I recently had an opportunity to spend some time with a gentleman I will name "D".
It started with a chance meeting in a park. I started chatting. We had several common interests and stayed in touch by email.
We met a second time. He was a delight to converse with. Not just educated but smart.
One subject he can converse about and make understandable to the average Joe are the many ways that "hill peoples" are disenfranchised by the dominant culture, invariable flat-landers.
"Disenfranchised" by means of not having legal recourse in property disputes, not being allowed to own property or have access to enough property required to live in traditional ways.
A typical scenario involves flat-landers invading the better valleys. The flat-landers have other sources of income. The flat-landers can get "official" deeds to the property and then have the police evict the people living there. Or the flat-landers get competing deeds and then contest the original tenant's deeds in court. Or the flat-landers gin up property taxes, taxes they can pay because they have other sources of income. The hill-people are evicted for not being able to pay the taxes and the flat-landers pick it up for peanuts (or palm oil or coffee or...)
Then the flat-landers chase the hill-people into ever-more marginal land and to ever-more abusive agricultural practices as they are forced to generate revenue to pay taxes.
That is when our conversation went sideways.
"D, one of the reasons that I like you is because you are sympathetic to Capitalism" I said.
He recoiled as if he had been bitten by a snake. "Where do you get that?"
"Capitalism is about private property. You just gave me ten minutes of reasons about why hill-people need the property rights that are core to Capitalism" I replied.
"I am not a Capitalist. Capitalism is a horrible system" he said.
I was flummoxed. "How do you figure?"
"Capitalism kills people" D said.
My mind was racing. I know there are people who can make a cogent case that our (the United States') healthcare system is irrational, expensive and has too many perverse incentives. I wondered if that was where he was going. I decided to ask.
"What do you mean?" I asked.
"The Industrial Revolution, for instance" he offered.
The conversation veered off from there. I wasn't going to argue a subject I hadn't looked into.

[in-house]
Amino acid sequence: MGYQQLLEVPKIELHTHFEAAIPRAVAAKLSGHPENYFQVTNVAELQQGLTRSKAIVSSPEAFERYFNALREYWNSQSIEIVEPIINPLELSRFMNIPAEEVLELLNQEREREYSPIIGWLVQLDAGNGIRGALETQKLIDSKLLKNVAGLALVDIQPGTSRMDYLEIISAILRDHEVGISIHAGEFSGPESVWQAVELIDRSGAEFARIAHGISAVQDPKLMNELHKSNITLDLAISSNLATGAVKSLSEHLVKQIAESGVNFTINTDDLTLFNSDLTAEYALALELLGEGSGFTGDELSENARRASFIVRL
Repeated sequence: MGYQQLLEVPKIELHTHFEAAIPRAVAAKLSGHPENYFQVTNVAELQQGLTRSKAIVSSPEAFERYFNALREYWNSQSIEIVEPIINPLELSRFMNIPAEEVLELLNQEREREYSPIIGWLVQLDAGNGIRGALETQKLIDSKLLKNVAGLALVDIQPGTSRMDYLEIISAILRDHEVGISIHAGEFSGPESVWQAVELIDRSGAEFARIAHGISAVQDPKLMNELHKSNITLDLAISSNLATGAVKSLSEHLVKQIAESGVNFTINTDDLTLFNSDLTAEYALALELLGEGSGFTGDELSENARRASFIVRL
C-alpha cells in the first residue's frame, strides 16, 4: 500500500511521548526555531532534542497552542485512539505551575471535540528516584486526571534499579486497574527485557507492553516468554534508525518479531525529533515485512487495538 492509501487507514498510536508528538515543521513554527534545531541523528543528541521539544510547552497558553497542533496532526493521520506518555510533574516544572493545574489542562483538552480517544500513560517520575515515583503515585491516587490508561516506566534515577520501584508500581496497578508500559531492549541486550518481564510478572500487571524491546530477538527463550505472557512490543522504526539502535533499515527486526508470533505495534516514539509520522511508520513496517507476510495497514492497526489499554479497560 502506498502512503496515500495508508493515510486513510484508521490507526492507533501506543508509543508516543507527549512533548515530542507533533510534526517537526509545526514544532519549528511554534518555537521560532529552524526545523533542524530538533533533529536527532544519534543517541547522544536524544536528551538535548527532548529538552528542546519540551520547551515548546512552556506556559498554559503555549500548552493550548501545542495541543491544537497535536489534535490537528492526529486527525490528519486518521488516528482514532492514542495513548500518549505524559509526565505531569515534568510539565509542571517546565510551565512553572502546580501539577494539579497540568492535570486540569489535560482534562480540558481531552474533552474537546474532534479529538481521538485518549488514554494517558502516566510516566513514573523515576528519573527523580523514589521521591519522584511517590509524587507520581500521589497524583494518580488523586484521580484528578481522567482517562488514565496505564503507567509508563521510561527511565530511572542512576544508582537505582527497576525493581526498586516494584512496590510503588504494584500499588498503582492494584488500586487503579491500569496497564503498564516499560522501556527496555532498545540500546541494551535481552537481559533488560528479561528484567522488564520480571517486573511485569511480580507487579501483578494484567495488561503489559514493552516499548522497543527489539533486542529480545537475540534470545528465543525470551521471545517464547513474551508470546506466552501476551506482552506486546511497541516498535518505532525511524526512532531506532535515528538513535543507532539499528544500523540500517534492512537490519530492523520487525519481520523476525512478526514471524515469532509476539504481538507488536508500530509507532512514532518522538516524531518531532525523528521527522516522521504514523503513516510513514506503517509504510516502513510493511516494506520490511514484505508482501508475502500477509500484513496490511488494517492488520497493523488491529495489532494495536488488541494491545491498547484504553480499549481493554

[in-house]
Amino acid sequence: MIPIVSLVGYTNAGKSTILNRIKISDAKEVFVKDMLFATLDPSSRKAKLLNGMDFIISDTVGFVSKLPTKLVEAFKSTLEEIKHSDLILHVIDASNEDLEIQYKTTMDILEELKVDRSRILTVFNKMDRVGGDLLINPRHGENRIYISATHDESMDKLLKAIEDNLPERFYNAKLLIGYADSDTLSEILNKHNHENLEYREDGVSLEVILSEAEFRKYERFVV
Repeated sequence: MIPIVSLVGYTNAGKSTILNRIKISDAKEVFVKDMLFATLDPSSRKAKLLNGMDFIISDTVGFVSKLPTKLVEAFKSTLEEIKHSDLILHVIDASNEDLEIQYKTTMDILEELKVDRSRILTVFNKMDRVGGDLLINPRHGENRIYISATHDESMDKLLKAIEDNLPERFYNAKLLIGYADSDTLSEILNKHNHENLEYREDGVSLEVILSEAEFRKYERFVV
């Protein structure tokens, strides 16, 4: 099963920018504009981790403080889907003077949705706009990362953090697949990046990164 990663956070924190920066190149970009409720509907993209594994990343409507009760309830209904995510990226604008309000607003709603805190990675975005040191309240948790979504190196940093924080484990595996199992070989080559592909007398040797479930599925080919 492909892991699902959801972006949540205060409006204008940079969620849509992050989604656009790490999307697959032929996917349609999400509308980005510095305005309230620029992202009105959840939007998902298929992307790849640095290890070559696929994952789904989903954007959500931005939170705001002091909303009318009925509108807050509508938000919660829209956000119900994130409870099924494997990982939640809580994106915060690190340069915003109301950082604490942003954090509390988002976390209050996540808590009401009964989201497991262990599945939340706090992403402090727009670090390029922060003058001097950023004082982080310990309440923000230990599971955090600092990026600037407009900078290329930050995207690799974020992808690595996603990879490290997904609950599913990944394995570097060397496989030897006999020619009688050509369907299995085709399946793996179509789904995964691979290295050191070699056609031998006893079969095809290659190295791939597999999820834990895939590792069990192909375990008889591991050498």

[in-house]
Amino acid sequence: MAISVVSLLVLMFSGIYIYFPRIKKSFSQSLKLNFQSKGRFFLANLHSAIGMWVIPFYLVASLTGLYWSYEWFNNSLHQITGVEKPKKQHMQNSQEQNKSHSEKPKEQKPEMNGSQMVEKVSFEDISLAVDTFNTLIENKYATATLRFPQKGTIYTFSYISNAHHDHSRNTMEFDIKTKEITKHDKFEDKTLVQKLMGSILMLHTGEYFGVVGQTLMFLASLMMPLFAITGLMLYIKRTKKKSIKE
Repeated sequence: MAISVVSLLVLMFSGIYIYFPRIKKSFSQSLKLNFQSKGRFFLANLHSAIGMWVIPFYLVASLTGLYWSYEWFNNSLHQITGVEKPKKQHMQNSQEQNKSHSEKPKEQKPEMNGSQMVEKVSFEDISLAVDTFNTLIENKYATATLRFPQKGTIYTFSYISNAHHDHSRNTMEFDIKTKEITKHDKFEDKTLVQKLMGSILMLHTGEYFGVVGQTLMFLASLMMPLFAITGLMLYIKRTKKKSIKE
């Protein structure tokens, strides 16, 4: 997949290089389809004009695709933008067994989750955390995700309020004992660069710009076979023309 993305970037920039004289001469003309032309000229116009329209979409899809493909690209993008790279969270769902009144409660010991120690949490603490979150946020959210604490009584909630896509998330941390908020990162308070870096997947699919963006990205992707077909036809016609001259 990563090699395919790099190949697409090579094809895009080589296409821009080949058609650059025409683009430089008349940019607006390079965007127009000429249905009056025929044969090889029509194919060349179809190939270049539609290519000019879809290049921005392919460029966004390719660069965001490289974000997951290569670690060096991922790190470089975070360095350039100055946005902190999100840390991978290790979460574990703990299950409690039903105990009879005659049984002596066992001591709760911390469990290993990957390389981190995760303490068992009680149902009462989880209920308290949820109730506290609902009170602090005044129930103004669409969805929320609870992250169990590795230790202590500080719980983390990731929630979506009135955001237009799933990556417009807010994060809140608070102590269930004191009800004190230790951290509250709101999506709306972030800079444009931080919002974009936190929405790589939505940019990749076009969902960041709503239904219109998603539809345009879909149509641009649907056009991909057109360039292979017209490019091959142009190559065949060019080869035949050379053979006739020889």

I think the topic of Capitalism Kills People (Industrial Revolution) is important because if D believes that Capitalism's outcomes during the Industrial Revolution are prime evidence of its shortcomings then it is probably a common belief among his entire demographic.
The Industrial Revolution
Is the proper comparison between mortality rates of a country (or economic system) that is in the throes of tectonic shift in production systems with a country that is plodding along steady-state?
Or is it more proper to compare various countries/systems centered around some keystone marker in the march toward industrialization? That marker could be some percentage (say 25%) of the economy being due to industry rather than agriculture. It could be some percentage of the population being urban vs. rural. It could be many, many markers.
Using that approach, one might compare England or Germany (Capitalist) circa 1850 with the USSR (Communist) and Japan (Militaristic/Feudal) circa 1930.
The death-toll for the USSR industrialization easily tops 3 million. That was the body count for the Ukrainian Holodomor where all food was stripped from Ukrainan kulaks (peasants). That food was exported to generate hard currency to purchase industrial tools from Western Europe. In other words, it was a hidden subsidy to the USSR Industrial Revolution.
Estimates for casualties of the Japanese Industrial Revolution vary wildly, but 6,000,000 is a defensible number based on the casualties in just China and Korea.
It is undeniable that the Industrial Revolution was a time of grinding poverty and privation for many people. However, the life expectancy continued to rise in England and Germany during the Industrial Revolution. I am not sure the same can be said of the regions controlled by Communists and Militaristic/Feudal societies during their Industrial Revolutions.
It is a sleight-of-hand to blame Capitalism for faults that are inherent in massive changes from agricultural to industrial modes of production. In fact, as the first countries to push through that frontier in a major way one would have expected the mortality rates and injustices to be much higher for England and Germany than for the USSR and Japan. After all, the USSR and Japan had a roadmap and it should have been easier and less traumatic.